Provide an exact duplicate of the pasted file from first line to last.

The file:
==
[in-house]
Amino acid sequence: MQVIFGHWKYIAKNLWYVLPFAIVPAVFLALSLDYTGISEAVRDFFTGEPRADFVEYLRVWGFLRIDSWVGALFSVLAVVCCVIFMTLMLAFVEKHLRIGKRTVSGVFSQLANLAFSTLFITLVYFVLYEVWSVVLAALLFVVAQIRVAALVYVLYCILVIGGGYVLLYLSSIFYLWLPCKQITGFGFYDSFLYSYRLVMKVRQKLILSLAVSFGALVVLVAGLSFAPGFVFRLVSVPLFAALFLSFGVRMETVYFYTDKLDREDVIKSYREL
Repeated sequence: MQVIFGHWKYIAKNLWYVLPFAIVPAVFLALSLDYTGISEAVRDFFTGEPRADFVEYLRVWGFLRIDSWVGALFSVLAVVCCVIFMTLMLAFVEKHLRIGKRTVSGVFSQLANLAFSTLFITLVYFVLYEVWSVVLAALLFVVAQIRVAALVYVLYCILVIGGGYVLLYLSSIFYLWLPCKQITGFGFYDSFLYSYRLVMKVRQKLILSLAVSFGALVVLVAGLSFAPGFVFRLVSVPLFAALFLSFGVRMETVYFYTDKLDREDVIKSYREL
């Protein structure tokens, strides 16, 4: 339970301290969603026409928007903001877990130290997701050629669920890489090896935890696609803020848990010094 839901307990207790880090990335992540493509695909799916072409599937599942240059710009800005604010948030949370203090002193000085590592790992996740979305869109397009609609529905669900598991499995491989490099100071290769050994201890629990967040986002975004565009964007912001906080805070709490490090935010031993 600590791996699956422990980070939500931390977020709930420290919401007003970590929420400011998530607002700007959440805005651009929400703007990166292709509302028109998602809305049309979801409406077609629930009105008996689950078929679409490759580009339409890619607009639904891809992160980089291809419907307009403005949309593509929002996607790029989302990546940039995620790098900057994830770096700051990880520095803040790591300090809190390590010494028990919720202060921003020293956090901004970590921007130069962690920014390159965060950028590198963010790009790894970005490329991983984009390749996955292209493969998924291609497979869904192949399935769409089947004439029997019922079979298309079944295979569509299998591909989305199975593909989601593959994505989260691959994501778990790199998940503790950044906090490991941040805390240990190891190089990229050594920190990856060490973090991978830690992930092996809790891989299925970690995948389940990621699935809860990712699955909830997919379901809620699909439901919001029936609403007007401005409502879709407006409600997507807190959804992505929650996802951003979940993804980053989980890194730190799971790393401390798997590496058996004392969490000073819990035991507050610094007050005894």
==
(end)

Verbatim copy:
[in-house]
Amino acid sequence: MQVIFGHWKYIAKNLWYVLPFAIVPAVFLALSLDYTGISEAVRDFFTGEPRADFVEYLRVWGFLRIDSWVGALFSVLAVVCCVIFMTLMLAFVEKHLRIGKRTVSGVFSQLANLAFSTLFITLVYFVLYEVWSVVLAALLFVVAQIRVAALVYVLYCILVIGGGYVLLYLSSIFYLWLPCKQITGFGFYDSFLYSYRLVMKVRQKLILSLAVSFGALVVLVAGLSFAPGFVFRLVSVPLFAALFLSFGVRMETVYFYTDKLDREDVIKSYREL
Repeated sequence: MQVIFGHWKYIAKNLWYVLPFAIVPAVFLALSLDYTGISEAVRDFFTGEPRADFVEYLRVWGFLRIDSWVGALFSVLAVVCCVIFMTLMLAFVEKHLRIGKRTVSGVFSQLANLAFSTLFITLVYFVLYEVWSVVLAALLFVVAQIRVAALVYVLYCILVIGGGYVLLYLSSIFYLWLPCKQITGFGFYDSFLYSYRLVMKVRQKLILSLAVSFGALVVLVAGLSFAPGFVFRLVSVPLFAALFLSFGVRMETVYFYTDKLDREDVIKSYREL
């Protein structure tokens, strides 16, 4: 339970301290969603026409928007903001877990130290997701050629669920890489090896935890696609803020848990010094 839901307990207790880090990335992540493509695909799916072409599937599942240059710009800005604010948030949370203090002193000085590592790992996740979305869109397009609609529905669900598991499995491989490099100071290769050994201890629990967040986002975004565009964007912001906080805070709490490090935010031993 600590791996699956422990980070939500931390977020709930420290919401007003970590929420400011998530607002700007959440805005651009929400703007990166292709509302028109998602809305049309979801409406077609629930009105008996689950078929679409490759580009339409890619607009639904891809992160980089291809419907307009403005949309593509929002996607790029989302990546940039995620790098900057994830770096700051990880520095803040790591300090809190390590010494028990919720202060921003020293956090901004970590921007130069962690920014390159965060950028590198963010790009790894970005490329991983984009390749996955292209493969998924291609497979869904192949399935769409089947004439029997019922079979298309079944295979569509299998591909989305199975593909989601593959994505989260691959994501778990790199998940503790950044906090490991941040805390240990190891190089990229050594920190990856060490973090991978830690992930092996809790891989299925970690995948389940990621699935809860990712699955909830997919379901809620699909439901919001029936609403007007401005409502879709407006409600997507807190959804992505929650996802951003979940993804980053989980890194730190799971790393401390798997590496058996004392969490000073819990035991507050610094007050005894």